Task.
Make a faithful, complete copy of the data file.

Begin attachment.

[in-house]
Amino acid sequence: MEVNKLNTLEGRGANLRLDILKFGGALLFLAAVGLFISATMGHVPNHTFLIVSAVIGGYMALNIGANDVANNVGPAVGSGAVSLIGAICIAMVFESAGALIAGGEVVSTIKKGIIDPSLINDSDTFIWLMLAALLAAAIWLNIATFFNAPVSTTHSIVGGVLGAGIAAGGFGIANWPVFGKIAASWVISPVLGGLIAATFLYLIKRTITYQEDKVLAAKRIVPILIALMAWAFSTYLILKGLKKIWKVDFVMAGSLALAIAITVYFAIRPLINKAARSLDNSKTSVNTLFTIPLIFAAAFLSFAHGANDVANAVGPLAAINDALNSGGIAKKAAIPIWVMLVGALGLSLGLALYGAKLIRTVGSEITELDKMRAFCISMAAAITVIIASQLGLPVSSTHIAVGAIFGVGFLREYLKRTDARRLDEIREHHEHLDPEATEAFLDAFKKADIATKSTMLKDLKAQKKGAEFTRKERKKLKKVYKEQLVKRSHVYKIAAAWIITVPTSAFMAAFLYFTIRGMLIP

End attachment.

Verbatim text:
[in-house]
Amino acid sequence: MEVNKLNTLEGRGANLRLDILKFGGALLFLAAVGLFISATMGHVPNHTFLIVSAVIGGYMALNIGANDVANNVGPAVGSGAVSLIGAICIAMVFESAGALIAGGEVVSTIKKGIIDPSLINDSDTFIWLMLAALLAAAIWLNIATFFNAPVSTTHSIVGGVLGAGIAAGGFGIANWPVFGKIAASWVISPVLGGLIAATFLYLIKRTITYQEDKVLAAKRIVPILIALMAWAFSTYLILKGLKKIWKVDFVMAGSLALAIAITVYFAIRPLINKAARSLDNSKTSVNTLFTIPLIFAAAFLSFAHGANDVANAVGPLAAINDALNSGGIAKKAAIPIWVMLVGALGLSLGLALYGAKLIRTVGSEITELDKMRAFCISMAAAITVIIASQLGLPVSSTHIAVGAIFGVGFLREYLKRTDARRLDEIREHHEHLDPEATEAFLDAFKKADIATKSTMLKDLKAQKKGAEFTRKERKKLKKVYKEQLVKRSHVYKIAAAWIITVPTSAFMAAFLYFTIRGMLIP